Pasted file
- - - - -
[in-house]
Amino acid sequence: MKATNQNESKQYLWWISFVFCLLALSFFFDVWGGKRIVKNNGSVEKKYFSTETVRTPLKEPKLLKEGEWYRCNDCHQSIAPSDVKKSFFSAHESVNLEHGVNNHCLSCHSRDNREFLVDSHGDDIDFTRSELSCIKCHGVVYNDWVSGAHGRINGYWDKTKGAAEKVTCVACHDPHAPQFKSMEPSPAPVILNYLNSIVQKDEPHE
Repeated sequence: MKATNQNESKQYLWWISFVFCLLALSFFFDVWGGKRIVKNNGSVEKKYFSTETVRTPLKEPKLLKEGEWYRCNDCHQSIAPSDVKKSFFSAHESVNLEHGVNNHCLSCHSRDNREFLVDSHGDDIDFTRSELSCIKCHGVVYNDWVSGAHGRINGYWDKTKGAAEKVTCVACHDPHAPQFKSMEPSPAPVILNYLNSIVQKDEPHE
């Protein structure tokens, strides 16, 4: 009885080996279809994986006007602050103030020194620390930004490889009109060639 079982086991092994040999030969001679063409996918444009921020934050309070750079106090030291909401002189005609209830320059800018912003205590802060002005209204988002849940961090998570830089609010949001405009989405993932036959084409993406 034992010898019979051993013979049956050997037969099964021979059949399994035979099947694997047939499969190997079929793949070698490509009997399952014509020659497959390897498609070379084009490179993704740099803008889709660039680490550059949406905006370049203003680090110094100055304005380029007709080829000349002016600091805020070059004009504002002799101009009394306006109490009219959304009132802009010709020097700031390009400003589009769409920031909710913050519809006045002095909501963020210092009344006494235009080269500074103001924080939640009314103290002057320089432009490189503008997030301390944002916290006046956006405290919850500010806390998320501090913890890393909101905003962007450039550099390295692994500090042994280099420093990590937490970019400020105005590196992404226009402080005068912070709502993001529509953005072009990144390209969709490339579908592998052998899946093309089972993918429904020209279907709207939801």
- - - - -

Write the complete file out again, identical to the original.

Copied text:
[in-house]
Amino acid sequence: MKATNQNESKQYLWWISFVFCLLALSFFFDVWGGKRIVKNNGSVEKKYFSTETVRTPLKEPKLLKEGEWYRCNDCHQSIAPSDVKKSFFSAHESVNLEHGVNNHCLSCHSRDNREFLVDSHGDDIDFTRSELSCIKCHGVVYNDWVSGAHGRINGYWDKTKGAAEKVTCVACHDPHAPQFKSMEPSPAPVILNYLNSIVQKDEPHE
Repeated sequence: MKATNQNESKQYLWWISFVFCLLALSFFFDVWGGKRIVKNNGSVEKKYFSTETVRTPLKEPKLLKEGEWYRCNDCHQSIAPSDVKKSFFSAHESVNLEHGVNNHCLSCHSRDNREFLVDSHGDDIDFTRSELSCIKCHGVVYNDWVSGAHGRINGYWDKTKGAAEKVTCVACHDPHAPQFKSMEPSPAPVILNYLNSIVQKDEPHE
């Protein structure tokens, strides 16, 4: 009885080996279809994986006007602050103030020194620390930004490889009109060639 079982086991092994040999030969001679063409996918444009921020934050309070750079106090030291909401002189005609209830320059800018912003205590802060002005209204988002849940961090998570830089609010949001405009989405993932036959084409993406 034992010898019979051993013979049956050997037969099964021979059949399994035979099947694997047939499969190997079929793949070698490509009997399952014509020659497959390897498609070379084009490179993704740099803008889709660039680490550059949406905006370049203003680090110094100055304005380029007709080829000349002016600091805020070059004009504002002799101009009394306006109490009219959304009132802009010709020097700031390009400003589009769409920031909710913050519809006045002095909501963020210092009344006494235009080269500074103001924080939640009314103290002057320089432009490189503008997030301390944002916290006046956006405290919850500010806390998320501090913890890393909101905003962007450039550099390295692994500090042994280099420093990590937490970019400020105005590196992404226009402080005068912070709502993001529509953005072009990144390209969709490339579908592998052998899946093309089972993918429904020209279907709207939801």